What do we know about Bates’ first Irish-born graduate?

Old alumni directories listed the birthplaces of every graduate and non-graduate. So here on St. Patrick’s Day, finding Bates’ first Irish-born graduate was just a matter of thumbing through a book.

Dennis J Callahan 1893 vertical copy

Dennis J. Callahan, Class of 1876, is seen in the 1892 issue of the World’s Columbian Exposition Illustrated, a publication promoting the 1893 world’s fair in Chicago, which Callahan attended as a representative from Maine.

And on page 29 of the General Catalogue of Officers and Graduates of Bates College Including Cobb Divinity School, 1863-1891, we found Dennis Joseph Callahan, born in Bishopstown, Ireland, on Christmas Day in 1852.

Of the 25 alumni of the Class of 1876 (the 10th class of graduates), Callahan was the only foreign-born grad. He was one of just four classmates born outside New England, the other locales being Red Wing, Minn., New York City, and Moira, N.Y.

His residence during college was on Lincoln Street, which runs alongside Lewiston’s mill buildings.

He was “fitted” for Bates at Latin Nichols School. Housed in John Bertram Hall, the school was a seminary, a private school offering a high school education, as was the Maine State Seminary that preceded the founding of Bates.

Studying the law under Lewiston lawyer Mandeville Treat Ludden, Callahan was admitted to the bar in 1878 and thereafter emerged as one of Lewiston’s leading citizens.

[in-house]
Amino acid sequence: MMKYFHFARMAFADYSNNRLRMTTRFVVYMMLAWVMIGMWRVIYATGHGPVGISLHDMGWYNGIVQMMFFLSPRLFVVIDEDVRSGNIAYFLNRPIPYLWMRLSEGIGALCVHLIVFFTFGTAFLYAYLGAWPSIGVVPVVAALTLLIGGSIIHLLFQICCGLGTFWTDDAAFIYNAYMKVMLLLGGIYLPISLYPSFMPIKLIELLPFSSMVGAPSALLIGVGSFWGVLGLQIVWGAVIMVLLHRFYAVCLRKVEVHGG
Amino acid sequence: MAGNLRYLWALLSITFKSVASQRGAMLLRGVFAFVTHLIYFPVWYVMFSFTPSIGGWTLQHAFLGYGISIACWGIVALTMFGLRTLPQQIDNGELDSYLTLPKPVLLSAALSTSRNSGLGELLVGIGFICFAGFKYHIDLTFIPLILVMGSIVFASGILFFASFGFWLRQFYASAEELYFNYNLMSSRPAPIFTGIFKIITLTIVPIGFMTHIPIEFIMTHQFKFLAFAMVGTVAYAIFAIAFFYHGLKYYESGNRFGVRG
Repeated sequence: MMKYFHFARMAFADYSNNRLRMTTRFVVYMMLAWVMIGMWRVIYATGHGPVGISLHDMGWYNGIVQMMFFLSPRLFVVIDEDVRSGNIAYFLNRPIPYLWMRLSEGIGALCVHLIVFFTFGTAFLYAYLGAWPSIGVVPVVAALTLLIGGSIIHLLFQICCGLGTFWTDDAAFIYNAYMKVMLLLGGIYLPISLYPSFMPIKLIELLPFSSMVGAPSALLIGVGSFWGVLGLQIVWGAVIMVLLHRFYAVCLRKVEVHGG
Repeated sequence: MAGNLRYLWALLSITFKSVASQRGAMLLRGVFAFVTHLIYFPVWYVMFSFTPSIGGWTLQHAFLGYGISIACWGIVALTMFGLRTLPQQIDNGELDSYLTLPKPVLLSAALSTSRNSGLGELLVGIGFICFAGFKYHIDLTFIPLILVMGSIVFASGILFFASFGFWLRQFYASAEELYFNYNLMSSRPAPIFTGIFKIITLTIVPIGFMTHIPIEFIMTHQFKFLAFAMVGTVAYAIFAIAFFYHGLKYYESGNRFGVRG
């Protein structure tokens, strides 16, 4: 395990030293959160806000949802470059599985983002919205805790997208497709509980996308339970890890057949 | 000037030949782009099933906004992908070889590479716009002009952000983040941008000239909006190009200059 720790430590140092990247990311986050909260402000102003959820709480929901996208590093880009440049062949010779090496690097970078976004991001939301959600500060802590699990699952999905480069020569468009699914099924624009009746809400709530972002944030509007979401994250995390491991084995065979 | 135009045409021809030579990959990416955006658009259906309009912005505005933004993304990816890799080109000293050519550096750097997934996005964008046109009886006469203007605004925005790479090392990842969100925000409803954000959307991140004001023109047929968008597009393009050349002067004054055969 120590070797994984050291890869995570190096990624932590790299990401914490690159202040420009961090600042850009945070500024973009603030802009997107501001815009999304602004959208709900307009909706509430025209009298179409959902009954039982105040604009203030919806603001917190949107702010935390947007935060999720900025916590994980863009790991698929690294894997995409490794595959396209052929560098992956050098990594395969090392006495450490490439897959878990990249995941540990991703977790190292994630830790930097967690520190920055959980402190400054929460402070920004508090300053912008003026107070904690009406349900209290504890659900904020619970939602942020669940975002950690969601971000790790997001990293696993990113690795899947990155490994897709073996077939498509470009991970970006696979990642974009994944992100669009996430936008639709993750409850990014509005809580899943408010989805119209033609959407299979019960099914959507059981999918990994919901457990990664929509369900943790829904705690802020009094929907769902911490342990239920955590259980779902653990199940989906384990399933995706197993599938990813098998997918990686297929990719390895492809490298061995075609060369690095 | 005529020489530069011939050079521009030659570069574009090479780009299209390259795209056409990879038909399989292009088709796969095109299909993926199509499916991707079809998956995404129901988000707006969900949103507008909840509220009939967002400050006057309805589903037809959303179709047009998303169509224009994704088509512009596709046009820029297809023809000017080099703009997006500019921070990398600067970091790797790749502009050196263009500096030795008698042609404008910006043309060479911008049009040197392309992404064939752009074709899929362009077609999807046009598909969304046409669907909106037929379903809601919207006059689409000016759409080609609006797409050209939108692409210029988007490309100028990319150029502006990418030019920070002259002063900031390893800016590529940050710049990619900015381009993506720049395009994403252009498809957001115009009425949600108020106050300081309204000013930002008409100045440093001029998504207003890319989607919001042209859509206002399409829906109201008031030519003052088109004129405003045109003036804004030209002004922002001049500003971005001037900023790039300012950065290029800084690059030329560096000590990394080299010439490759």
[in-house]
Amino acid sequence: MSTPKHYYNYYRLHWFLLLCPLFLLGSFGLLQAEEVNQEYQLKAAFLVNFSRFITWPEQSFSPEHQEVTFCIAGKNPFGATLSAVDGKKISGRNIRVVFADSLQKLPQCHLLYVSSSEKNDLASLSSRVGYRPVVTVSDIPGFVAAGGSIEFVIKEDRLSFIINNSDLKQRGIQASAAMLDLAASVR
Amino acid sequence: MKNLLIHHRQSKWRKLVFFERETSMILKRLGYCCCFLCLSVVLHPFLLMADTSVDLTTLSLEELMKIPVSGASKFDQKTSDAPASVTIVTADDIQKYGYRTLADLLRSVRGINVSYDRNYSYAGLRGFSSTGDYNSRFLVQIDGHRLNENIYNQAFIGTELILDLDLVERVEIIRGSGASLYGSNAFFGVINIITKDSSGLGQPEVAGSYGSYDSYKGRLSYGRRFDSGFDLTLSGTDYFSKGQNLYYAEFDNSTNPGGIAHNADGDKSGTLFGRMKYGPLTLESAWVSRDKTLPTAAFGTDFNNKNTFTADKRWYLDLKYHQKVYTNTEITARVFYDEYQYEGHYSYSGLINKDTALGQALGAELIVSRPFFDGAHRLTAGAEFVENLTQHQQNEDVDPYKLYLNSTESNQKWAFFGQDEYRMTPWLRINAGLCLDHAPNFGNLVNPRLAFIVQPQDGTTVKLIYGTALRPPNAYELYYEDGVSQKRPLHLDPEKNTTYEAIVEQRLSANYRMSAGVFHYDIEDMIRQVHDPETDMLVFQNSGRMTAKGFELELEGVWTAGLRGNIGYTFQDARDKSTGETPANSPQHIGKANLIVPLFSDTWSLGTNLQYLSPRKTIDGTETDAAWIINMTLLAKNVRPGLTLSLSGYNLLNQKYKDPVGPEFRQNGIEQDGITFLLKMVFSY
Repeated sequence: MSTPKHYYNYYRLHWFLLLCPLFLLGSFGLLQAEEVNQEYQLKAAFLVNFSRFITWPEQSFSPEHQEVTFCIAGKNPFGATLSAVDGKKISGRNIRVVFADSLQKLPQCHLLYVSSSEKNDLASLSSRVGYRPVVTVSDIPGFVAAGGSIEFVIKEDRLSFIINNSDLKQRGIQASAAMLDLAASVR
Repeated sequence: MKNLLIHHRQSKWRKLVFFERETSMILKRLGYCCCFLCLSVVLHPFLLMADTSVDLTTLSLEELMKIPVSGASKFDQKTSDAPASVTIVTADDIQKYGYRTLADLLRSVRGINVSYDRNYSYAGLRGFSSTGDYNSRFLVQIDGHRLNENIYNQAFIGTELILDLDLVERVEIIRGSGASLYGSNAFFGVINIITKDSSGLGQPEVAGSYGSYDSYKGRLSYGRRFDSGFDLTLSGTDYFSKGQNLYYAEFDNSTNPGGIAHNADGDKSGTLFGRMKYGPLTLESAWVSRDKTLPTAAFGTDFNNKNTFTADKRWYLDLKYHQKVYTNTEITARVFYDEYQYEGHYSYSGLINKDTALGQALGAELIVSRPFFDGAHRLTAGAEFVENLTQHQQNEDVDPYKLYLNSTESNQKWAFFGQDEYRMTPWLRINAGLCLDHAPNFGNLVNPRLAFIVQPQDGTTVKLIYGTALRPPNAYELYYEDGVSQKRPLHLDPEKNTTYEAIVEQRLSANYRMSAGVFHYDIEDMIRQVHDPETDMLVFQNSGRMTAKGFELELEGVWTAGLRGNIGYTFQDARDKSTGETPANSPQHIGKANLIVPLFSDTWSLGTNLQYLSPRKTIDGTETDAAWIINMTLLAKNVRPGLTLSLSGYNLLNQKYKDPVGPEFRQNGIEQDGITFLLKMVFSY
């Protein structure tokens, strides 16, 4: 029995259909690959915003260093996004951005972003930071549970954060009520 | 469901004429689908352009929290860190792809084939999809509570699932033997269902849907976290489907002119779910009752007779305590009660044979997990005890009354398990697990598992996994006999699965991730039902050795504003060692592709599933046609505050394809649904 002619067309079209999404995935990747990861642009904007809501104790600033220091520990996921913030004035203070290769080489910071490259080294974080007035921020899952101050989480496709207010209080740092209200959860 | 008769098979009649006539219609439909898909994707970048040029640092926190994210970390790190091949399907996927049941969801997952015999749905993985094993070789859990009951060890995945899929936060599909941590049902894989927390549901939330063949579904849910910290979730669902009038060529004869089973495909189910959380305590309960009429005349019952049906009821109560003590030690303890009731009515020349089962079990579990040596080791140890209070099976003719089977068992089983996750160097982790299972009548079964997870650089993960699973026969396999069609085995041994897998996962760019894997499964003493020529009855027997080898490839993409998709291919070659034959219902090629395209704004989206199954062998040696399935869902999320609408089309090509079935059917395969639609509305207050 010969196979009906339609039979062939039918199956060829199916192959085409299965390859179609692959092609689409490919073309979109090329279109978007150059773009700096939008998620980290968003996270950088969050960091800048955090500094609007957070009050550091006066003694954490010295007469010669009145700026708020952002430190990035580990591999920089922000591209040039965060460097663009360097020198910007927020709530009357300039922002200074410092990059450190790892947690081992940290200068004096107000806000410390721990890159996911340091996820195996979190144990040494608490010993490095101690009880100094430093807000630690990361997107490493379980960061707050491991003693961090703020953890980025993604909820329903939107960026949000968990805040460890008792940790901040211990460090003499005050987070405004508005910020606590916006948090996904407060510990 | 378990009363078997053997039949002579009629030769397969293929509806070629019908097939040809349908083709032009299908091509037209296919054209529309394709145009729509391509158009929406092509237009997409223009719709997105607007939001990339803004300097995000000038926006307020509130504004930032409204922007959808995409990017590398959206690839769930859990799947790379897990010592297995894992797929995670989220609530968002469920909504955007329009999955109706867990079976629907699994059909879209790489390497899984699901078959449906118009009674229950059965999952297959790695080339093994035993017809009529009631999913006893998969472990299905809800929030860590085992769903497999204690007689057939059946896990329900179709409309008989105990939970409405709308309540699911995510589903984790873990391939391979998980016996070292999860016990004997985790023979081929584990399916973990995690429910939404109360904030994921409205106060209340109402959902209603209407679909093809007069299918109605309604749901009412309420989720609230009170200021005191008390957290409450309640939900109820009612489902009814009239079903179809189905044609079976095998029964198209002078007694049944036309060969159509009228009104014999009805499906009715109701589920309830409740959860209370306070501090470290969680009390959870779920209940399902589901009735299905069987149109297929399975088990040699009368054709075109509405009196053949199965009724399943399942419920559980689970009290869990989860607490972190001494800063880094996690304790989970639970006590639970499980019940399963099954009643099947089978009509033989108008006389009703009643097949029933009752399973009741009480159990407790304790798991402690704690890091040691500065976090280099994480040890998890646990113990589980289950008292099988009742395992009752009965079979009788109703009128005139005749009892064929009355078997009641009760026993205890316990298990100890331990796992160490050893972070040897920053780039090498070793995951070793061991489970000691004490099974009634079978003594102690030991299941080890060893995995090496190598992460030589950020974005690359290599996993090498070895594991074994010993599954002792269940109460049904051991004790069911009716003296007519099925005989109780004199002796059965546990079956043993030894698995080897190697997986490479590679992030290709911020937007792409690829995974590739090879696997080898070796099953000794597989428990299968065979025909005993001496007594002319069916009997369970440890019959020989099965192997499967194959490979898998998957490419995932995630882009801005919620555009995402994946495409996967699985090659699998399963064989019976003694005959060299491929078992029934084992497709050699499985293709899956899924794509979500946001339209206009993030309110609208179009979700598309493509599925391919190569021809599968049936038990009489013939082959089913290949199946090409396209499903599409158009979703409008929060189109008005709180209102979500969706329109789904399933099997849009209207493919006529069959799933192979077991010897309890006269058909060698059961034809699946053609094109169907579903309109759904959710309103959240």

A member of the Board of Aldermen who served as city solicitor, in 1888 he became a founding director of Maine General Hospital, today’s Central Maine Medical Center.

The General Catalogue includes information about Dennis Joseph Callahan, Class of 1876, born in Bishoptown, Ireland.

The General Catalogue includes information about Dennis Joseph Callahan, Class of 1876, born in “Bishoptown” in Ireland, which probably should be “Bishopstown.”

In 1893, Callahan attended the world’s fair in Chicago as a member of the Maine Board of World’s Fair Managers, appointed by Maine Gov. Edwin Burleigh.

Noting his presidency of the Lewiston school board, a profile in a publication promoting the world’s fair noted that Callahan “had always taken an active and intelligent interest in the success of the Lewiston schools, and has materially aided in placing Lewiston’s schools among the first in New England.”

Callahan was elected superintendent of Lewiston schools in 1909, and in 1914 The Bates Student reported that he had passed his superintendent’s test, receiving a grade of “excellent in every branch, and receiving an AI certificate.”

That year, Callahan reported a balanced school budget of $70,047.57 (including $30 for “transportation of pupils”), noting that Lewiston schools are “supported and encouraged by all the people” and have “maintained a high educational standard during the year.”

Around 1911, Callahan was president of the local Bates alumni association, known as the Stanton Club. On Feb. 3 of that year, Callahan organized a Bates alumni reunion at the club, and the club’s namesake, legendary Bates professor “Uncle Johnny” Stanton, attended.

In 1914, the Student noted that Callahan was among three alumni who were leading the Lewiston Chamber of Commence, including clerk John Reade, Class of 1873, and president William B. Skelton, Class of 1892.

College directories indicated that Callahan lived on upper Lisbon Street during his adult life. He died on June 27, 1919, in Lewiston.